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Is Surgery the Only Treatment for Hammertoes?

If you have a hammertoe, you may be embarrassed to go to the beach or wear sandals. You may also have a harder and harder time finding and wearing shoes that don’t rub painfully against the corns and calluses at the top of your arched toe joint.

A hammertoe bends up at the middle joint because of an imbalance in your toe muscles and ligaments. Instead of lying flat, your toe contracts upward, so that it looks like the handle and head of a hammer. Hammertoes usually develop in one or more of your three middle toes, particularly the toe nearest your big toe.

Michael Frazier, DPM, is an expert at diagnosing and treating hammertoe at The Frazier Foot and Ankle Center in Cypress, Texas. Though hammertoes never resolve on their own, if you catch them early enough, you can treat them with nonsurgical, noninvasive therapies that straighten and strengthen your toes.

Can you pull your toe straight?

If you can still manipulate your toe at the deformed joint, you probably don’t need surgery to fix your hammertoe. Dr. Frazier may give you exercises to stretch and strengthen the muscles and tendons in your toe so they straighten out again. 

He may also recommend taping or splinting your toe to stretch out the contracted muscle. You may need to wear the splint at night, too. 

Because your footwear may have caused or worsened your hammertoe, Dr. Frazier advises you to avoid high-heeled shoes and shoes with narrow or pointed toe boxes. Your toes should have space to lie flat and comfortably in your shoes without overlapping one another. He may prescribe custom-designed orthotics that help balance your feet and keep them in healthy alignment to prevent your hammertoe from getting worse.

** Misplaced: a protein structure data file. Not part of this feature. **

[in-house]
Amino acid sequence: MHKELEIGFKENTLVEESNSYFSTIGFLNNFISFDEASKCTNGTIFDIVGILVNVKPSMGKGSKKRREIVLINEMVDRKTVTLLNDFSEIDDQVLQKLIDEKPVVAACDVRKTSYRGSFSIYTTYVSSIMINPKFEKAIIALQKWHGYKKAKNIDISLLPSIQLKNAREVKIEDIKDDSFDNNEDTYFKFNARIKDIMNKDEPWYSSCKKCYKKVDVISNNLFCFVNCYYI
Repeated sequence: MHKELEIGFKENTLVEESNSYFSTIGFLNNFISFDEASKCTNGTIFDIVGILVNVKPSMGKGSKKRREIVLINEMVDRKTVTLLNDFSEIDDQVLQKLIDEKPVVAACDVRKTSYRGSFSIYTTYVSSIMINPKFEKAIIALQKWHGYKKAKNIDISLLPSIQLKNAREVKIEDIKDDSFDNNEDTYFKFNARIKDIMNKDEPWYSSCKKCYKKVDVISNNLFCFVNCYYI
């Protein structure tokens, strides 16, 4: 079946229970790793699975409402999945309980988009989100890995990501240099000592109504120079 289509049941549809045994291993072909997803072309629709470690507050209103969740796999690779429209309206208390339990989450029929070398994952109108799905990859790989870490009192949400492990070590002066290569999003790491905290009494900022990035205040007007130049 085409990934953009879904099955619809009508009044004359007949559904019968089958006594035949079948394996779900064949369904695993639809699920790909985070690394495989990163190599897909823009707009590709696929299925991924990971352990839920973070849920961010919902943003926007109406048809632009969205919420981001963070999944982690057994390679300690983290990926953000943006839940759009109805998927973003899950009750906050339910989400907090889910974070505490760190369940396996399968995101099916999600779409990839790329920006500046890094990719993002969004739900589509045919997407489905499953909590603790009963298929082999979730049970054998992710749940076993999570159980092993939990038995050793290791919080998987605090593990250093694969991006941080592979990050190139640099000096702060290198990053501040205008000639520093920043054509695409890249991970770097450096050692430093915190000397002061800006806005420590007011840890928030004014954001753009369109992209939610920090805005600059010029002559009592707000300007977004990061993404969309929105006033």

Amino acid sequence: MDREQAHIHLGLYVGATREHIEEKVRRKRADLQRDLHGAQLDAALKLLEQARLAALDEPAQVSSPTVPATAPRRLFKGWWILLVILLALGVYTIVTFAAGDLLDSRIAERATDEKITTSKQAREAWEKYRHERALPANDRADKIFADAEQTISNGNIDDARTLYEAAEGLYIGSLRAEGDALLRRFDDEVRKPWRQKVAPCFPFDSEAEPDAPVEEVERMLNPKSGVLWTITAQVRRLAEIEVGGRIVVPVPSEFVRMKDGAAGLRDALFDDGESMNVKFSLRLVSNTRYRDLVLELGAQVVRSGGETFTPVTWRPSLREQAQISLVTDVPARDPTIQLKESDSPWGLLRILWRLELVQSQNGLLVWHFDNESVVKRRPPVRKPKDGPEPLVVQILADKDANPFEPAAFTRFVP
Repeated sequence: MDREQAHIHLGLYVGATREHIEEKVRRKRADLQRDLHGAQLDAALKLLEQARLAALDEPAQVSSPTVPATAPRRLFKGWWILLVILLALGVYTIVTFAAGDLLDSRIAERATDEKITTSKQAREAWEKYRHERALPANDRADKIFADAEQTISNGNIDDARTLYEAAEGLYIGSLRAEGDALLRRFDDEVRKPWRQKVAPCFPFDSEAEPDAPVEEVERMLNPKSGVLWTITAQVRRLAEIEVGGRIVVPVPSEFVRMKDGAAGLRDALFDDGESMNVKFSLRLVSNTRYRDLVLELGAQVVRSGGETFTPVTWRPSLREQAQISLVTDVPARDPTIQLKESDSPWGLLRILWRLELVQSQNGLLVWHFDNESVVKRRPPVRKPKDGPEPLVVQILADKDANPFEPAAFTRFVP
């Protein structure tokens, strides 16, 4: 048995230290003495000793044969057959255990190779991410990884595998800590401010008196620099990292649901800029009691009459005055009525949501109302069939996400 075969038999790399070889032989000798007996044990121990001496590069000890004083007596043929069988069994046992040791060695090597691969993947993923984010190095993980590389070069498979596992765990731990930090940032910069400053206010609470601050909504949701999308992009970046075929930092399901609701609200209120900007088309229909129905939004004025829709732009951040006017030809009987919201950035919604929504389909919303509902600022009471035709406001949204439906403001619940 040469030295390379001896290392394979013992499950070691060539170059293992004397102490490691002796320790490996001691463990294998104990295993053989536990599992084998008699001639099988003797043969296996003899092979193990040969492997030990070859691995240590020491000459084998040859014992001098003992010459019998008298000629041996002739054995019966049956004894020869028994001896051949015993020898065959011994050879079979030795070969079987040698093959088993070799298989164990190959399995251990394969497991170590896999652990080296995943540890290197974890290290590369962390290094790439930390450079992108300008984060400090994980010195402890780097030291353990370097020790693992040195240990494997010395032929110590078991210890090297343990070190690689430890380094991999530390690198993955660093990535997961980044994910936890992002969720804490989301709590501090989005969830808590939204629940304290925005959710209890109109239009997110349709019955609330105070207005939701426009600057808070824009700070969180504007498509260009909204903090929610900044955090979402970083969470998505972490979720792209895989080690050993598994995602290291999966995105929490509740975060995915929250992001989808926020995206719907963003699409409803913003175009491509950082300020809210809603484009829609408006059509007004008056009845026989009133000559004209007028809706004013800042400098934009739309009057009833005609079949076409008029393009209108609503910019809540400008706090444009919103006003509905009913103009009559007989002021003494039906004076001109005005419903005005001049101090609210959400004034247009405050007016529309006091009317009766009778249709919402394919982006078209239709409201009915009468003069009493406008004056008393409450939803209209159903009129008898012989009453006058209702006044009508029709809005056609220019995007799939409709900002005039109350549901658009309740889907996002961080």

If wearing shoes is painful, he might advise softening or removing your calluses or corns with in-office treatments. You can also use nonmedicated callus pads to alleviate the pressure on your toe when you wear shoes.

Is your toe completely frozen?

If you can’t move your toe at the joint anymore, you may not respond to conservative treatments. Though Dr. Frazier still advises switching to sensible, comfortable shoes and may prescribe orthotics, he might also recommend surgery.

Dr. Frazier specializes in minimally invasive arthroscopic surgery. An arthroscope is a miniature camera that Dr. Frazier inserts through a small incision so that he can visualize your toe joint and its ligaments, tendons, and muscles. Through another small incision he may cut a tendon so that your toe can lie straight again, or he may fuse the joint together so that it remains in a straight position permanently.

You may need to have pins in your toe while it heals. Dr. Frazier removes the pins after a few weeks.

Though hammertoe surgery can give you relief, the best course of action is to treat your hammertoe before it becomes rigid. If you have diabetes or another risk factor for hammertoes and other foot problems, you should have your feet examined at least once a year to avoid hammertoes and other complications.

To treat your hammertoe and feel good about your feet again, contact us today by calling 281-607-1863 or messaging us with the online form.






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